Refer Madness spotlights strange, intriguing, or otherwise noteworthy stories from the library information desk.
A regular came to the desk with the George Carlin Commemorative Collection DVD she was returning.
“Before I return this,” she said, “I’d like to know how much it was for the library to buy because you bought it based on my request but I didn’t like it, so I’d like to pay the library back.”
Well, that was a first.
I reassured her that she didn’t owe the library anything, that we’d be keeping the item regardless, and that someone else will gain enjoyment from it. The library gets a lot of purchase suggestions, most of which we buy. The rare item that we don’t buy is either too expensive, too esoteric, or otherwise not in keeping with our collection policy.
Nevertheless, she persisted. Even if it wasn’t for that item, she wanted to compensate the library in some way. So I thought of some ways she (and everyone) could do so.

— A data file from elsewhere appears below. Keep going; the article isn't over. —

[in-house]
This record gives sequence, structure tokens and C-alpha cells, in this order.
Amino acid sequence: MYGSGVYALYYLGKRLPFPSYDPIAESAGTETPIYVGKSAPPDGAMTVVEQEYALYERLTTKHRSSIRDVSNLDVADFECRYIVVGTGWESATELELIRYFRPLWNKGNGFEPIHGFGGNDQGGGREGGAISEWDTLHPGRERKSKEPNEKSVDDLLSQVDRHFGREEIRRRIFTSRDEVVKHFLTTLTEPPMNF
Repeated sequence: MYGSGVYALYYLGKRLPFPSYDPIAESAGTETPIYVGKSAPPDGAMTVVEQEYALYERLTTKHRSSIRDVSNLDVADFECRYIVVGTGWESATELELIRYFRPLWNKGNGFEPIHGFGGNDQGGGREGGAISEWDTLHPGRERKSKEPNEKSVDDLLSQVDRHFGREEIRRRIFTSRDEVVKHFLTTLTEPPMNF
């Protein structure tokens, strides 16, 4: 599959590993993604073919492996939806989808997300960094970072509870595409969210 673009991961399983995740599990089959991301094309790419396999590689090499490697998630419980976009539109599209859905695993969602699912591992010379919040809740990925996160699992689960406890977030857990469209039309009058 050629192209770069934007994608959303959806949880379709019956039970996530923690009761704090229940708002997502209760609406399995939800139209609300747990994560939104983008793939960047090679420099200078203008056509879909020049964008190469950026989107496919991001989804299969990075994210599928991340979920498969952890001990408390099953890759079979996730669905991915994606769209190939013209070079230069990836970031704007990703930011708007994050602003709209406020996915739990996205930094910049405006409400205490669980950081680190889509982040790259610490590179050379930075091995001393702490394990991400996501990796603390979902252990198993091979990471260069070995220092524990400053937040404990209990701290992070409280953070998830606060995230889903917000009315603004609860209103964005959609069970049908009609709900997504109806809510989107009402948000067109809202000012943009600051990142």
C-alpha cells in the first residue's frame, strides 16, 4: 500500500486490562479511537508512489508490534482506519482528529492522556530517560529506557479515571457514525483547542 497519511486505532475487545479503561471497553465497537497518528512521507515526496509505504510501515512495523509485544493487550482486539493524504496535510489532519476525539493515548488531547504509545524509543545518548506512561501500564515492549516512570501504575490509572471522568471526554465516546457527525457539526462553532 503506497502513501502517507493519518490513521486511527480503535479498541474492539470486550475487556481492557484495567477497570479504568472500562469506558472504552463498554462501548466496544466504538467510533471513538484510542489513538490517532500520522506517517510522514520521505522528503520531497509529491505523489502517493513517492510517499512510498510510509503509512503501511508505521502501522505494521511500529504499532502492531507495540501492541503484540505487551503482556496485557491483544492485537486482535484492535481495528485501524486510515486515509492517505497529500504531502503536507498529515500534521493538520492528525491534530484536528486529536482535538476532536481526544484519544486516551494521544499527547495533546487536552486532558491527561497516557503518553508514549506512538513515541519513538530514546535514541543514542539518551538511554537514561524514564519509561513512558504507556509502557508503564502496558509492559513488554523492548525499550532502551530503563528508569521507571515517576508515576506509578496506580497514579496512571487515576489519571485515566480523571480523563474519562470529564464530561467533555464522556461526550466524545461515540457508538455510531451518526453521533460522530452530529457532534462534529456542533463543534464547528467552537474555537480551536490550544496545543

How to pay your library back
1. Use it.
Check things out, early and often. Books, movies, music, magazines, WiFi hotspots, ebooks, whatever your library provides. If fines are keeping you away, ask nicely to have them reduced. Seriously, this might work. (Or just bite the bullet and pay them: see #5.)
2. Get your friends and family to use it.
There’s no better publicity than word-of-mouth. Each of your kids should have their own card. Just watch out for the fines…
3. Make suggestions.
Your library doesn’t have an item or service you think they should? Ask them to get it. Think they should go fine-free or set up automatic renewals? Tell them many libraries are doing it. Comments and suggestions from local cardholders are powerful, especially en masse.
Newly retired? In library school looking for work experience? Odds are your library has something for you to do. Volunteers often get hired because of that proverbial foot in the door.
Your gently used books and tax-deductible donations are always welcome. You’ll get the money back in the improvements the library can make with it. Donate enough and you might get a meeting room named after you.